Prospecting in Real Estate
Daily calls matter
Prospecting is probably the one misunderstood activity in the real estate business. Most people that come into real estate are coming from an environment in which they were trading time for money. It is difficult for people to learn how to “prospect” or, for that matter, to even grasp the whole idea behind it.
In essence, prospecting is the activity (or group of activities) that all sales people must do in order to ensure that they have a steady stream of qualified prospects (buyers, homeowners/property owners, first-time home buyers), with whom they will do business.
People that are new to the business of sales can either reinvent the whole process and/or learn from scratch, or they can find a mentor who can lead them through the maze and demystify the process, so that results come sooner than later.
Ray learnt this process and practiced this craft successfully for many years. This made it possible for him to enjoy a full pipeline of prospects that resulted in an annual average production of 100 transactions per year over a 15 year period.
Ray is actively working with a select group of sales associates who want to learn these skills. If you would like to attend an informational session or a confidential meeting, please click on the link, below.
By Zig Ziglar
Many times disasters and/or tragedies spawn incredible accomplishments and enormous progress. A tornado in August of 1883 devastated Rochester, Minnesota, and yet from those ashes came the world-famous Mayo Clinic. According to Daniel J. Murphy in a recent article in The Investors Daily, “Mother Alfred Moes, the founder of the Sisters of St. Francis, brought her untrained nuns to assist in nursing those who had been injured in the tornado. While there, she convinced the leading . . . Read More
A few years ago, I read a front-page story in one of San Francisco’s local newspapers, the SF Chronicle, about a female humpback whale that became entangled in a spider web of crab traps and lines. She was weighted down by hundreds of pounds of traps that caused her to struggle to stay afloat. She also had hundreds of yards of line rope wrapped all around her body including her tail and a line tugging in her mouth.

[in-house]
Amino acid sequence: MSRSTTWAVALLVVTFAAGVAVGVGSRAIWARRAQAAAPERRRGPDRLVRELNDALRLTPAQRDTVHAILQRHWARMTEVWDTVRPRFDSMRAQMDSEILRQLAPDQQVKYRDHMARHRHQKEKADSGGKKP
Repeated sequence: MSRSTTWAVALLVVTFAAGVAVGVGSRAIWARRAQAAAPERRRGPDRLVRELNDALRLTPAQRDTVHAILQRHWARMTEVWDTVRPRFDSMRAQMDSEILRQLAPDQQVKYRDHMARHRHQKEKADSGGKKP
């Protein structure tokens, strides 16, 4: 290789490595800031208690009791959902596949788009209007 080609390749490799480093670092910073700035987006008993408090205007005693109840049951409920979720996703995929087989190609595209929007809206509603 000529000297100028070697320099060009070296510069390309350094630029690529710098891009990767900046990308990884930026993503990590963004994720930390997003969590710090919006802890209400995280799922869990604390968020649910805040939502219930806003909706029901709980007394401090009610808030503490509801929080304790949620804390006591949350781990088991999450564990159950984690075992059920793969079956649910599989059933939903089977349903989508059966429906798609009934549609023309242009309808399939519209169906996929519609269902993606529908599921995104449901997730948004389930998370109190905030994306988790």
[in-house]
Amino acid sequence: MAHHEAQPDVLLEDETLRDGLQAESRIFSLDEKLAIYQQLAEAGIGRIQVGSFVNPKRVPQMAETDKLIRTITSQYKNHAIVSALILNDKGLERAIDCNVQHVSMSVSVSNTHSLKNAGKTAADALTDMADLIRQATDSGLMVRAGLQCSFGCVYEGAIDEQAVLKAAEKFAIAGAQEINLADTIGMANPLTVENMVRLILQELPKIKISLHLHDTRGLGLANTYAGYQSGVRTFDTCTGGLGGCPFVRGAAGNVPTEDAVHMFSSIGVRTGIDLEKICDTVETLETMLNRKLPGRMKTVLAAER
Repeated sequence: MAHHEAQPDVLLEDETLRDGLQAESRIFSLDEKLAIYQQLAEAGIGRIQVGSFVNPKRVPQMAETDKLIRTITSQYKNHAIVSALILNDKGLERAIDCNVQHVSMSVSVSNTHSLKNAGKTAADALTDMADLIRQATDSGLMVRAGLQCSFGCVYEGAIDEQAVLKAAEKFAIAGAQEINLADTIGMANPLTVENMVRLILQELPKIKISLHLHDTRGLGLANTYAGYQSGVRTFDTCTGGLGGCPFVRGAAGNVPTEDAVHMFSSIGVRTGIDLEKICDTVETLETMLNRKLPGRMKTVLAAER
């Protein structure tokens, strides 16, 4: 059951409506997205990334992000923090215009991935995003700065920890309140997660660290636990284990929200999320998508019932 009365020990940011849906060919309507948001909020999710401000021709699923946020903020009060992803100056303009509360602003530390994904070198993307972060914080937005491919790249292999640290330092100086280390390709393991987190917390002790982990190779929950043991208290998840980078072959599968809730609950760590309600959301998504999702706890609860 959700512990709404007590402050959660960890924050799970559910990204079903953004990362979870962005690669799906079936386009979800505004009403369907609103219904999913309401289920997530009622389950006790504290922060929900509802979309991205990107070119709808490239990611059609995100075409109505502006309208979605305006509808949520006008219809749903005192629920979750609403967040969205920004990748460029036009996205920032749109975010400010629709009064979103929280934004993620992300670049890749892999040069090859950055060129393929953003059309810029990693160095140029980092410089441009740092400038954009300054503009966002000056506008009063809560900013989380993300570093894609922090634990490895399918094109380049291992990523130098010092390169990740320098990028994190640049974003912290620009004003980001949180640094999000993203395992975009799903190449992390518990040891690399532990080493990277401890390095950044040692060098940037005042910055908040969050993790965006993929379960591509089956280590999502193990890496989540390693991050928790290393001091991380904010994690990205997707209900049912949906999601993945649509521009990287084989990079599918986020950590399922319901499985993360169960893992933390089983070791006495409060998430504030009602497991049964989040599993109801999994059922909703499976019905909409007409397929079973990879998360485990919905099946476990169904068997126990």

A . . . Read More
By Zig Ziglar
Fortune Magazine published an intriguing article on a multi-billionaire from Hong Kong named Li Ka-Shing. His two sons, Victor and Richard, were raised in their father’s business, attending board meetings and conferences where they were instructed, informed and indoctrinated in their father’s philosophy.
Obviously, if you’re worth a few billion dollars you have a different approach to your children than most of us would. For example, how do you explain to a nine-year-old that he can’t . . . Read More
By Zig Ziglar
There is much talk today in America about how to reinstall ethical behavior in the home, school and business environments. While I applaud the conversations, I believe it’s putting the cart before the horse. The horse, in my opinion, is integrity. Integrity is who you are, a measurement of your character and, consequently, the determining factor in your behavior. Ethics are the result of our integrity. It’s true that people of integrity will occasionally do unethical . . . Read More
By Zig Ziglar
(Part One of a Two-Part Series)
He wore tennis shoes, $2 pants, no glove, and carried a $20 golf bag and a $70 set of clubs. He was pot-bellied, had long sideburns, played with a wide stance and a strong right grip. He held his hands high and away, used about a three-quarter swing and had an open stance. (That’s not the way the P.G.A. golf pros teach the game.)
I’ve just described one of the . . . Read More
Former Notre Dame Football coach Lou Holtz tells the story of the fellow who was driving on a slippery country road when he slid into a ditch. He walked to a farm house a short distance away and approached the old farmer who received him warmly. When the motorist described his problem, the farmer stated that he did not know if he could help him or not, but he would do what he could. He explained that his old . . . Read More